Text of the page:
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Are There Distinct Foraging Personalities in the High Country? Cristian Moreno

This is a project looking at the foraging behaviour of cattle using GPS technology to track cattle set stocked and rotationally grazed systems.

On farmland with gullys and hills, animals move around to graze during the day. However, not all cattle exhibit the same behaviour or ‘personality’ when it comes to grazing. Differences in foraging personalities were found using GPS collars that track animal location and daily distances covered.

Some, permanent, differences in grazing behaviour can be linked to genetic differences between animals. There are also some daily and seasonal patterns. For example, some animals covered more distance during winter months, which could be due to cattle working harder for the available pasture. There was a significant difference between set stocked animals vs. those that were rotationally grazed. The rotationally grazed animals covered more distance in a day, which could be due to more competition for the available feed.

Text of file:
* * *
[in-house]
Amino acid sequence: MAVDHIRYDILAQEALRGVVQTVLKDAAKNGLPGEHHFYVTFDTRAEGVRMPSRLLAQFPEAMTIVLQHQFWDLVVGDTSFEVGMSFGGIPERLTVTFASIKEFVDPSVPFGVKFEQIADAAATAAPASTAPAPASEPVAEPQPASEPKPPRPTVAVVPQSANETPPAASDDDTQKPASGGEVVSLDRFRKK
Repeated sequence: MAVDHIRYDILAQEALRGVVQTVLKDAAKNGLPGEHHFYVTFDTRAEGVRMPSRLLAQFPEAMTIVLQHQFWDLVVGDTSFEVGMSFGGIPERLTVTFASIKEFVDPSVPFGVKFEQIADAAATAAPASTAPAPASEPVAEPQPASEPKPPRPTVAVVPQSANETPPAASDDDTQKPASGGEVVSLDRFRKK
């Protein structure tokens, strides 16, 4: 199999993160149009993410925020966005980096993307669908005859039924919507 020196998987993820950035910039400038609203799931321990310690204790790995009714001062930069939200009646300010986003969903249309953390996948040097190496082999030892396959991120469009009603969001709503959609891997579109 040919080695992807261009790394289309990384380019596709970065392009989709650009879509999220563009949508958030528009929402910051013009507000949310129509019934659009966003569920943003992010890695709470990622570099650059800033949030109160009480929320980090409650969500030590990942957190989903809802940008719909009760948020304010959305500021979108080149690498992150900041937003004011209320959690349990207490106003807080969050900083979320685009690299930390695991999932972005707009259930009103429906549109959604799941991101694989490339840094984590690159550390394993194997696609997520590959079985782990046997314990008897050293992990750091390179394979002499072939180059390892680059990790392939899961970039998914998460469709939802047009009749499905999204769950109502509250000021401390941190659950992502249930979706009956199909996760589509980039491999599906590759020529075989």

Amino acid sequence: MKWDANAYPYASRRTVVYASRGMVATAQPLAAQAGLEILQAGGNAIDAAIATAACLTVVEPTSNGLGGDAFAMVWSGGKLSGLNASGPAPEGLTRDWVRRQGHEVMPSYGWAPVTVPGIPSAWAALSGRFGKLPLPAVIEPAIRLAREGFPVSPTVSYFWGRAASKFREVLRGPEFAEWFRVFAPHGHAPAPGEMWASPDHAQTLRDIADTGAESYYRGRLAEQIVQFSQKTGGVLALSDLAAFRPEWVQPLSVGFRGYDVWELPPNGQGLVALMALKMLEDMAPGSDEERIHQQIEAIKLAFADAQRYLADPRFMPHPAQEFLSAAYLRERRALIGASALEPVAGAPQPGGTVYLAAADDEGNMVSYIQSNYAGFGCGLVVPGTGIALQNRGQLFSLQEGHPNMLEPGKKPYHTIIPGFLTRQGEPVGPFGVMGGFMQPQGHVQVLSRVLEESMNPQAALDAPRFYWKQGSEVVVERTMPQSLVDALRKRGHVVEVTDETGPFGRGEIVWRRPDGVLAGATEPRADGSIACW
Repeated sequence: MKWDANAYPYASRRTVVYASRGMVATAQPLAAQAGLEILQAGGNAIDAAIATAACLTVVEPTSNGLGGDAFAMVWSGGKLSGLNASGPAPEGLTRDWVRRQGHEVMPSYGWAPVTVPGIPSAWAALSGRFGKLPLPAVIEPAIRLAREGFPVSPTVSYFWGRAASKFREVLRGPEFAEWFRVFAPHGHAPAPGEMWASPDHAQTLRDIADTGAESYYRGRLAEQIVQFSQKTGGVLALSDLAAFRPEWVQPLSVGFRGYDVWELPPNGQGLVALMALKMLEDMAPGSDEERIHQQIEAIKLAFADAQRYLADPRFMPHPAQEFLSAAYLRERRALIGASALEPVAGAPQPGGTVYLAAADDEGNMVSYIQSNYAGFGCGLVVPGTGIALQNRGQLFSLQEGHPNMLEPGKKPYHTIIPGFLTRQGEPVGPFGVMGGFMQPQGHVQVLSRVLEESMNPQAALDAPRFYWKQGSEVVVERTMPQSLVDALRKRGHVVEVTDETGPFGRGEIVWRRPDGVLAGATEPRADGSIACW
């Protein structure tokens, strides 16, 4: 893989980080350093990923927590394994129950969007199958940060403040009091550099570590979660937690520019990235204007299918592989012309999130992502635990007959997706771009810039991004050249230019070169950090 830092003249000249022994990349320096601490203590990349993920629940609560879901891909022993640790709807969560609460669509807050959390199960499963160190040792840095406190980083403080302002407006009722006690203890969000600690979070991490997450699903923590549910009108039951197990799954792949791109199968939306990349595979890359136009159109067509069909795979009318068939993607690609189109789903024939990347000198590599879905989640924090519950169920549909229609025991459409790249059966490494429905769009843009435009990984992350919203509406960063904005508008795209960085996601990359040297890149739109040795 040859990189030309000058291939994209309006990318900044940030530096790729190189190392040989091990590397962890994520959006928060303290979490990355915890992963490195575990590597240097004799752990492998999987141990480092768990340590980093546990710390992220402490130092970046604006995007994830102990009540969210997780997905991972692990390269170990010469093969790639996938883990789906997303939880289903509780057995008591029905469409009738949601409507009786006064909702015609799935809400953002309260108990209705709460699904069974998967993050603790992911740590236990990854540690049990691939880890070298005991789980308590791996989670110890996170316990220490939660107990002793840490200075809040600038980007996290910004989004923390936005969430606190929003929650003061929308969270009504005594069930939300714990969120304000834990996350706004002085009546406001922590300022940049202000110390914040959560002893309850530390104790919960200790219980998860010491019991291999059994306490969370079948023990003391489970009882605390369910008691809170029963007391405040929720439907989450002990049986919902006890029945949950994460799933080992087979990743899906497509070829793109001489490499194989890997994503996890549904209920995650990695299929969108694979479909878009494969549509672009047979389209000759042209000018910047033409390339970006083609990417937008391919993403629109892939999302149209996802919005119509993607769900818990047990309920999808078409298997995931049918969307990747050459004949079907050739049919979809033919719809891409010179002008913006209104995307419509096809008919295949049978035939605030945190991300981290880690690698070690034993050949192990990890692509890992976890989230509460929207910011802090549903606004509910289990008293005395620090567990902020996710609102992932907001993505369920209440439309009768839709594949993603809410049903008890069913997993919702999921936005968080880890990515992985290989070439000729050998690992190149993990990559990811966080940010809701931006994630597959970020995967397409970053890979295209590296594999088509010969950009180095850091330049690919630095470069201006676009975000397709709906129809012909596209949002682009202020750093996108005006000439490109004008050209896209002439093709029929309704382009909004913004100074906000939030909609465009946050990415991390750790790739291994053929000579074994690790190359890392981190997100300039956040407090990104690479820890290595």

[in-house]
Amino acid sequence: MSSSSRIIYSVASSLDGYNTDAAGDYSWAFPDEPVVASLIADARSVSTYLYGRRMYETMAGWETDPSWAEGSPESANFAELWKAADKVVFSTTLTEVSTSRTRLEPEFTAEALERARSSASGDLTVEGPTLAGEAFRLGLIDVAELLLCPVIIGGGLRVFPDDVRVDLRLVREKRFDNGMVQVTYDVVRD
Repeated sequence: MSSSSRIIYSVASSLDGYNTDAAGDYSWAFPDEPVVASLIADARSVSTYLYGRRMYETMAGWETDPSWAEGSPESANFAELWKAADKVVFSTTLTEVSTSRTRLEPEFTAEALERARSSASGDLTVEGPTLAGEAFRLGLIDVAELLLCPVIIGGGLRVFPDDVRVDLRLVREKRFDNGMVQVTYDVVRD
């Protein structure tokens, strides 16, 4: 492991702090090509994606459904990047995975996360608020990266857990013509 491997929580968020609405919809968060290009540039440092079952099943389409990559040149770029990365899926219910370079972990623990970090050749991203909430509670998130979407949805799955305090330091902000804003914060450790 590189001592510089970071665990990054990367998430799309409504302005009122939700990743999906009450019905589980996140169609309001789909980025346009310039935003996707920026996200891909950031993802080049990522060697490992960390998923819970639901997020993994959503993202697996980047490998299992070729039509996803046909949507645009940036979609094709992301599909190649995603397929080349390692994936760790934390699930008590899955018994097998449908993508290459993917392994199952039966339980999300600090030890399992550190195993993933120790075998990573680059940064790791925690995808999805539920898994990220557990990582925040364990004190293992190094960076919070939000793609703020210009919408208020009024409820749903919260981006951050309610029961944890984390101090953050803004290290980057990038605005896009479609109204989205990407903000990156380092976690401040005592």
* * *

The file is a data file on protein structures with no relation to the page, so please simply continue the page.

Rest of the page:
No significant difference was found between distance travelled and animal performance, however a couple of interesting animals from this trial were identified. Two Hereford cows that travelled the same distance per day with one cow losing weight over the trial, and one gaining weight. The cow losing weight was going up and down hills a lot more than the animal gaining weight. This indicates there is still a lot to explore in this interning field

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